A comparative literature class with prisoners at the Macomb Correctional Facility created an important memory for her. “I was fortunate enough to hear perspectives that are otherwise hidden from my attention. The last day of class was most memorable, and one of my most significant memories at U-M. The entire group ate a nice dinner together at the prison, and we later presented projects that we had been working on for the past couple of weeks. I was moved by the poetry and art produced by my classmates, relating to topics such as freedom, justice, and equality. They offered their insights into a life that I will never fully understand. As part of an agreement signed at the beginning of the class, that was the last time I would see any of the ‘inside students. ‘ I’m grateful to have had the opportunity to have conversations with and learn from others during my time in that class.”
Ramirez-Matias says her parents have inspired her more than anyone. “They are not scientists. In fact, neither of my parents graduated high school. But they’ve given me the support and freedom to pursue a path of my choice. My father is from Guatemala, and he and my mother have made countless scarifies to ensure that my sisters and I had opportunities that weren’t available to them. Their love and open-mindedness have been crucial for me to find my way toward a career in science.”
After graduation, she will be as a research assistant in Anne Brunet’s Lab at Stanford University, which explores the role of diet in aging and longevity. “I also plan to apply to MD/PhD programs in hopes of becoming part of a growing team of physician-scientists.”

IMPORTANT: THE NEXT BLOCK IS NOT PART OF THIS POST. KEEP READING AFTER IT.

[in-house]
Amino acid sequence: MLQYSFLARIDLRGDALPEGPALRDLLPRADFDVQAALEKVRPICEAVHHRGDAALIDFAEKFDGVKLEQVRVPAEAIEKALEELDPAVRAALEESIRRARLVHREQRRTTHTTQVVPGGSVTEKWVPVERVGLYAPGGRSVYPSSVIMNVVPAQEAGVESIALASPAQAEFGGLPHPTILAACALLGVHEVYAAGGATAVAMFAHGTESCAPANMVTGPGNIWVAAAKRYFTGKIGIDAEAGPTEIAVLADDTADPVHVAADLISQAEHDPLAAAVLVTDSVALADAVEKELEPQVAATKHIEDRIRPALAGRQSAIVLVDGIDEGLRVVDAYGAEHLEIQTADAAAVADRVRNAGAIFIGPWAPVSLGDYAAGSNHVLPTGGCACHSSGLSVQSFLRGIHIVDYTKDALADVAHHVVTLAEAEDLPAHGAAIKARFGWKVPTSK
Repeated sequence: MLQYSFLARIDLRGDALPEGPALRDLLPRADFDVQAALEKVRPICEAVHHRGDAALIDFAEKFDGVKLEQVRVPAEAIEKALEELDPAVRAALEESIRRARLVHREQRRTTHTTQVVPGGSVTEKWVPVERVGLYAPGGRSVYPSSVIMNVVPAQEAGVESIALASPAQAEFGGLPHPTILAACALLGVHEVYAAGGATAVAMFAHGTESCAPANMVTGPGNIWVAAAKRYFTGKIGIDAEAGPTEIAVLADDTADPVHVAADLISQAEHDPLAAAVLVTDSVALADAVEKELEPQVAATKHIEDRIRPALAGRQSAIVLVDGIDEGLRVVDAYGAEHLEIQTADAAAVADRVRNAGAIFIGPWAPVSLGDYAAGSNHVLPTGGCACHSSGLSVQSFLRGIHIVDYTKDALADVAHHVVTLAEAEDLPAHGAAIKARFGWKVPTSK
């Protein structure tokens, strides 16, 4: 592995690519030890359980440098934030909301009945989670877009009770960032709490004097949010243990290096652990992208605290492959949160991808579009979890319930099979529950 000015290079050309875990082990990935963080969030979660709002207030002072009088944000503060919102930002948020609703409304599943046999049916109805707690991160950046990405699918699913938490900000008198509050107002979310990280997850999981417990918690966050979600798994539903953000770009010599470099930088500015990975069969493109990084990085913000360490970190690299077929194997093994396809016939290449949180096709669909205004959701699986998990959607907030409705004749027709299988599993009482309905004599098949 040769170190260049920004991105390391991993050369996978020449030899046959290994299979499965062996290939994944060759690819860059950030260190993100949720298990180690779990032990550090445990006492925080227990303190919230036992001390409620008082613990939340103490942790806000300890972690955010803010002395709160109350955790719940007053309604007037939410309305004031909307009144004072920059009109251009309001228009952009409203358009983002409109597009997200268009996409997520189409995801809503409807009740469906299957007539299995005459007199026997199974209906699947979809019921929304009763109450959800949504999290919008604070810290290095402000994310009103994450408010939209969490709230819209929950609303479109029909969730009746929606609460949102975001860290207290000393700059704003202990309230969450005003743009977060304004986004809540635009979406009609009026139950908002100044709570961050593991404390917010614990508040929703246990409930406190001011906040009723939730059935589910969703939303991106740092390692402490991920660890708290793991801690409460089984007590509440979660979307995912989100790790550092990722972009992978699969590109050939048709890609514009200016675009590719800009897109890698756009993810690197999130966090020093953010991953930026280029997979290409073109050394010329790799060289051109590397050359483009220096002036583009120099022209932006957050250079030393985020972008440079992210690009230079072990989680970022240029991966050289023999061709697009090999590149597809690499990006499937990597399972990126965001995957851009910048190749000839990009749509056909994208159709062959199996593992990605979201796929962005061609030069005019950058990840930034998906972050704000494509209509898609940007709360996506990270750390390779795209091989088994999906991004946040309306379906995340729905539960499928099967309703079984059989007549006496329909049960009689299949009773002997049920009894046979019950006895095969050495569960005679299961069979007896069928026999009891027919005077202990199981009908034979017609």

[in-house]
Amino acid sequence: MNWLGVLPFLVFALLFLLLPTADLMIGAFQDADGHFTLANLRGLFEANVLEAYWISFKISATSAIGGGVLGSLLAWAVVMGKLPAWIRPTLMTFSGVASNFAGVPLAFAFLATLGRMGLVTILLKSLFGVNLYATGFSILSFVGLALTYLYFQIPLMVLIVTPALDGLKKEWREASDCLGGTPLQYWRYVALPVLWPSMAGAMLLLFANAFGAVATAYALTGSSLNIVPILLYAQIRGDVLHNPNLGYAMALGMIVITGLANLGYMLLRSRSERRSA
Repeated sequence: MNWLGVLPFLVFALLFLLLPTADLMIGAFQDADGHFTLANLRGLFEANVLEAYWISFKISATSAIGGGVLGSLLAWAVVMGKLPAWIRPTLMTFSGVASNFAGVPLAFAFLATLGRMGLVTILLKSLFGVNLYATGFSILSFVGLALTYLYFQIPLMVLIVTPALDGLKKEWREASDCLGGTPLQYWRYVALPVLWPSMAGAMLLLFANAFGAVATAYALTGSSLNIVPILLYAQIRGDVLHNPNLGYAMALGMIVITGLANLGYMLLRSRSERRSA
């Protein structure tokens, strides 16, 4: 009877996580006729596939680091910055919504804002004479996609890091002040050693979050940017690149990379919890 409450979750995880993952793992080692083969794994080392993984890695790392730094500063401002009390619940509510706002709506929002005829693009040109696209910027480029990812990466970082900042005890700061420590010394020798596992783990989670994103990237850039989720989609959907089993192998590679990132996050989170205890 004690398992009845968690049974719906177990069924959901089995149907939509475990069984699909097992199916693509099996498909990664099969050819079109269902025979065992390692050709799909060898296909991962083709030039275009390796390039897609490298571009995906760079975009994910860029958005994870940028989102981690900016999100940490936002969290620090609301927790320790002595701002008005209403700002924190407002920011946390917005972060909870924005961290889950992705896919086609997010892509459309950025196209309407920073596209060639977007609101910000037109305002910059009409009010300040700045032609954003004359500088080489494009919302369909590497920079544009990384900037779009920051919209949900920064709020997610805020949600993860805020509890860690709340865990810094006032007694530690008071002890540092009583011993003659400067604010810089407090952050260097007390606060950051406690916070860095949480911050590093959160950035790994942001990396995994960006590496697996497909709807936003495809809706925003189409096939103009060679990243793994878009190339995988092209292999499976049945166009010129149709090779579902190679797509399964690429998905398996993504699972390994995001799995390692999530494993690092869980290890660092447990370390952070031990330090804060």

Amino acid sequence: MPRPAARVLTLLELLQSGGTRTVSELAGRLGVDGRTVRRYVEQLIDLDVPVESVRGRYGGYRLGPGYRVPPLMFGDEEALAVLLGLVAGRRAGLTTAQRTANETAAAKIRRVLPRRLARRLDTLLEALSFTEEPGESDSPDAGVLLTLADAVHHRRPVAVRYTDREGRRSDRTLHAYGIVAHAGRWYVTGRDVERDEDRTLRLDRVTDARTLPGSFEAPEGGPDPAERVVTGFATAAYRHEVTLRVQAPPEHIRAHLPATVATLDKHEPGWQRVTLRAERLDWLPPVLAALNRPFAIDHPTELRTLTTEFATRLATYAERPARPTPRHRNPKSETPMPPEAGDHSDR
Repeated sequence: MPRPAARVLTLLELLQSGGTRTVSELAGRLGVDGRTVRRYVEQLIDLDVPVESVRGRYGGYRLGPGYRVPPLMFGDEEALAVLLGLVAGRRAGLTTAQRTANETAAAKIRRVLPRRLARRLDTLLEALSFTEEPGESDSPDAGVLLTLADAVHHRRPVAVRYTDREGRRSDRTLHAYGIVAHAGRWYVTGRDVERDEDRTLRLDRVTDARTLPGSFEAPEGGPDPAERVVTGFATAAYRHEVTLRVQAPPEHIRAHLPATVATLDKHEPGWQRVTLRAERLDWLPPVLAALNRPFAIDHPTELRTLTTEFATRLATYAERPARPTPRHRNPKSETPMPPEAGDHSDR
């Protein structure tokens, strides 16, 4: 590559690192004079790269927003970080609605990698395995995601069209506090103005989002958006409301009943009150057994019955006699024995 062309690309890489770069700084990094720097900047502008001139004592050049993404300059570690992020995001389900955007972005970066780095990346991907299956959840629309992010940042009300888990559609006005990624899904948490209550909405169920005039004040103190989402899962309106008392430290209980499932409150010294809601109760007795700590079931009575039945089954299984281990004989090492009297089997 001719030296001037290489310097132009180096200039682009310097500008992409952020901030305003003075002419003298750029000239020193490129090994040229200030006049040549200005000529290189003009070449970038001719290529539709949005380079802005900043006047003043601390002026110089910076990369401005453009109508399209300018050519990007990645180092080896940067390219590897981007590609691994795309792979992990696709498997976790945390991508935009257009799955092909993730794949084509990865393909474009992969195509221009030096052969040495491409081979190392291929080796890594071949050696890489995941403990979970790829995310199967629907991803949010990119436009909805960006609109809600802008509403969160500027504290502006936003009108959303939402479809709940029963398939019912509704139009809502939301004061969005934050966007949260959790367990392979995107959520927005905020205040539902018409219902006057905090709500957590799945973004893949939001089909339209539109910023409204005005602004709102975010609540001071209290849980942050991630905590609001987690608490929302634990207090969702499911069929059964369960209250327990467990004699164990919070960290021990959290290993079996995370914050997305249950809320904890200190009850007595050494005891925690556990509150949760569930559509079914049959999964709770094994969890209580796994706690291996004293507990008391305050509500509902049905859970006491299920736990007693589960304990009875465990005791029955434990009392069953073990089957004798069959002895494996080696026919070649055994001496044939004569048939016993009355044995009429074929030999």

Amy Ensing knew coming into college that she was really interested in research. “Before my sophomore year, I started looking into which labs were working on projects that interested me.” She joined MCDB Associate Professor Sara Aton’s lab where the researchers are studying sleep and memory consolidation. A double major in neuroscience and Spanish, Ensing worked closely with MCDB graduate student Brittany Clawson.
“The projects that I have worked on throughout my time in the Aton lab are focused on TRAP (Targeted Recombination in Active Populations) as a method to label and manipulate neurons involved in sleep mediated memory consolidation. A lot of what I did in the Aton lab was preparing tissue for imaging, doing immunohistochemistry, imaging and analyzing samples, and doing behavioral analysis. This February, some of the work that I did was actually published in our paper “Causal role for sleep-dependent reactivation of learning-activated sensory ensembles for fear memory consolidation” [See: ATON LAB: SLEEP IS VITAL TO ASSOCIATING EMOTION WITH MEMORIES]"